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Abstract

Groceries shopping practices and diet quality among Malaysian

Objective: Poor nutritional status had been associated with the diet quality and grocery shopping practices. Besides, the socioeconomic status influenced their behaviors toward grocery shopping practices. The aims of this study are i) to determine the association between diet quality and grocery shopping practices among supermarket adult consumers ii) to determine the risk factors that affect the grocery shopping practices among supermarket adult consumers.

Design: A set of questionnaires regarded on demographic data, and groceries shopping practices were administered.

Setting: This is a cross sectional study, conducted in Klang Valley, Malaysia.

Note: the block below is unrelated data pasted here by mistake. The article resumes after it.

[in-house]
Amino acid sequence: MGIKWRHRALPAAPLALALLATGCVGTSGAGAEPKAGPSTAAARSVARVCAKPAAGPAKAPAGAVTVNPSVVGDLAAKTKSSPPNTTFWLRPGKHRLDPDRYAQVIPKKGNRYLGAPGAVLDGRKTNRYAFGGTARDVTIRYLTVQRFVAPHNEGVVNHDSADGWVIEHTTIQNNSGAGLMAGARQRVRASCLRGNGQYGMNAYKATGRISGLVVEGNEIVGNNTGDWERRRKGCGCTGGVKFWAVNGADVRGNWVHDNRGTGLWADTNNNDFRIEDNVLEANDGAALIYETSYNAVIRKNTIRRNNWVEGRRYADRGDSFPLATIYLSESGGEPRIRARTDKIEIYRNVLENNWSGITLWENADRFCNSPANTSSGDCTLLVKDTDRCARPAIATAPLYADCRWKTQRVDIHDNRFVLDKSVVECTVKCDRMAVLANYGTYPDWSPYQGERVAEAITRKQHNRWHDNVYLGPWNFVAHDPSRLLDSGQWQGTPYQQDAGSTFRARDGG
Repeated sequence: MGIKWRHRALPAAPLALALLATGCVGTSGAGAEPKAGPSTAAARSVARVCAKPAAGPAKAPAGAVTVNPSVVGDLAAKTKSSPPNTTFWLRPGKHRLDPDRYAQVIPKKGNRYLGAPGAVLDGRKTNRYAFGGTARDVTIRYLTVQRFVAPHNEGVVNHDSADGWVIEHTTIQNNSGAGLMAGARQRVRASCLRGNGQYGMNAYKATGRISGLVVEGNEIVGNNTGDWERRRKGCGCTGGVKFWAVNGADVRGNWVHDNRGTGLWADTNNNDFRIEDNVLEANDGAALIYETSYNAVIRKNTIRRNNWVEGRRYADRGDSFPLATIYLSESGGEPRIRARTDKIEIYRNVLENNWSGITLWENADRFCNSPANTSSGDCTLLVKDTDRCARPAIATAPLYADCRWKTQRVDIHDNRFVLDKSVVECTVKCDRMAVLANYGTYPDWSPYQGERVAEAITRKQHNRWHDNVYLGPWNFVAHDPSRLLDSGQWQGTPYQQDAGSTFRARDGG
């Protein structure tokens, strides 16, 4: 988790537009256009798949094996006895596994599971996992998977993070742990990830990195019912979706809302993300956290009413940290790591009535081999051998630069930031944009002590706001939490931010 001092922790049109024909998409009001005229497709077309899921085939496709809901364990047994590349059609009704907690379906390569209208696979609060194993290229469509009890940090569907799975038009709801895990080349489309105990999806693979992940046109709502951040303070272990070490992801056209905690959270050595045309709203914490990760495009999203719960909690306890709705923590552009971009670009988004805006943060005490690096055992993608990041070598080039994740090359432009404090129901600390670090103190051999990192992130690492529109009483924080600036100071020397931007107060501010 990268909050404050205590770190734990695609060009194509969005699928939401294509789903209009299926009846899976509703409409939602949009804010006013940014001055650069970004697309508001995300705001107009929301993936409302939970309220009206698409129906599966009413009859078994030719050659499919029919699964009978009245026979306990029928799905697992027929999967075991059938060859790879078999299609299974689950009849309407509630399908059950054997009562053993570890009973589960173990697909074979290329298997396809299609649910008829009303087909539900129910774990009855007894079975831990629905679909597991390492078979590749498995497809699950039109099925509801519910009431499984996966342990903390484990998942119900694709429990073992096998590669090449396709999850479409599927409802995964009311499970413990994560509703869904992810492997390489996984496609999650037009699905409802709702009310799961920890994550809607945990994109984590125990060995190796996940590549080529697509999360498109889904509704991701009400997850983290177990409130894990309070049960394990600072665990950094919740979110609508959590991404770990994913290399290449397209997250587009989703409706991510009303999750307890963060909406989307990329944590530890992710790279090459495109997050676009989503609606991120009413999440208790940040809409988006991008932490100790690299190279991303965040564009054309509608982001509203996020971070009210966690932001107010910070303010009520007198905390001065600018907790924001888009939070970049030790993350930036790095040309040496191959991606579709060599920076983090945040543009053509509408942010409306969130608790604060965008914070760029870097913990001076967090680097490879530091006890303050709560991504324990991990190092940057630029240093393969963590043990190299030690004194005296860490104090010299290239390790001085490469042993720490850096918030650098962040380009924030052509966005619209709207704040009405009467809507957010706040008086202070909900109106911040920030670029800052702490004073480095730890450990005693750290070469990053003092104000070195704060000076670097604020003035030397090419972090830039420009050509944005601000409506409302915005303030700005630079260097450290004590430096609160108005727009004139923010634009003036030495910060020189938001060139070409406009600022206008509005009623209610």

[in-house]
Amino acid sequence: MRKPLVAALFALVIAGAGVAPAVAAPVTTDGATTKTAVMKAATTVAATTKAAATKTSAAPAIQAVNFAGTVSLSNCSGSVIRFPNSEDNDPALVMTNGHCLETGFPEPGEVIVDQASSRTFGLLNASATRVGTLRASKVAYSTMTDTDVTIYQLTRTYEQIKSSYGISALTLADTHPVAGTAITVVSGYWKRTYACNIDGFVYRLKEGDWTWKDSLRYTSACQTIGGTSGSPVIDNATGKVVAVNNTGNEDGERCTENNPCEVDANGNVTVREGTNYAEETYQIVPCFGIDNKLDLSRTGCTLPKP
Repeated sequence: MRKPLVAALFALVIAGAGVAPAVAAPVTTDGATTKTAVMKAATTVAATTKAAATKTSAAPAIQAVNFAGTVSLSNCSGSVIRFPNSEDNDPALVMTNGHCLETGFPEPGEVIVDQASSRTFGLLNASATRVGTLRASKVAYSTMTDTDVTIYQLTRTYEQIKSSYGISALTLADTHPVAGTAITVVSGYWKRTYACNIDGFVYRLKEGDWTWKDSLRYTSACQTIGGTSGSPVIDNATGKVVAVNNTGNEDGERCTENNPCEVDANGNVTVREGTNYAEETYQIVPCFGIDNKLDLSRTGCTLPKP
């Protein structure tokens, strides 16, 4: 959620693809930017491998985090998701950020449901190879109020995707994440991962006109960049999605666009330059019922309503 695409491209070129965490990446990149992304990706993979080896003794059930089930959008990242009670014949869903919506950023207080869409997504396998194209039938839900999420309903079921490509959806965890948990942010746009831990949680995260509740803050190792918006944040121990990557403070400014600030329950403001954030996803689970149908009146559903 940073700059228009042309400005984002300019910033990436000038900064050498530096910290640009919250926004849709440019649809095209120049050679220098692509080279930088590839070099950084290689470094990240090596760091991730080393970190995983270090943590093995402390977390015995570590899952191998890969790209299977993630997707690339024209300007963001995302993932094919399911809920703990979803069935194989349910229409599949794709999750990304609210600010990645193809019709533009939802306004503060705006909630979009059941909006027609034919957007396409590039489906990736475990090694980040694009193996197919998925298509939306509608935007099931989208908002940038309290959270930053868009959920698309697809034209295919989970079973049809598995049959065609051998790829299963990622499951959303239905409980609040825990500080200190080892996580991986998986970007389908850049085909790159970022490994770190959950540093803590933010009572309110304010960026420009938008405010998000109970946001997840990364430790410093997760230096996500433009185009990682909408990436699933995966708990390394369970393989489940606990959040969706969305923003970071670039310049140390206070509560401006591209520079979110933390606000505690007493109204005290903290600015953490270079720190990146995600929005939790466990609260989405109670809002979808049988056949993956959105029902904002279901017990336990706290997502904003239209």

Subjects: A total of 118 volunteered consumers between aged 20 to 64 years old were studied.

Results: This study showed that more than half of consumers categorized as regular shoppers (56.8%), while the remaining as recommended shoppers (43.2%). There was a poor positive (r = 0.233) and significant (p<0.05) correlation between diet quality and grocery shopping practices. Consumers that practiced recommended grocery shopping had better fruit (mean = 1.3, SD = 0.96, with p = 0.004) and vegetable (mean = 1.4, SD = 0.6, with p = 0.025) serving per day. Most of the consumers with poor diet quality come with secondary education (51.4%) (Crude OR [cOR]): 0.43; 95% CI: 0.19, 0.99), and low household income (47.7%) (cOR: 0.34; 95% CI: 0.15, 0.75).

Conclusions: Sociodemographic and diet quality may influence the groceries shopping practice. The findings of this study are useful to determine the potential groups for nutrition intervention programs in order to combat the health inequity among adults.


Author(s):

Nur Islami Mohd Fahmi Teng, Maziana binti Mat Zin, Nurhazimah binti Zakaria



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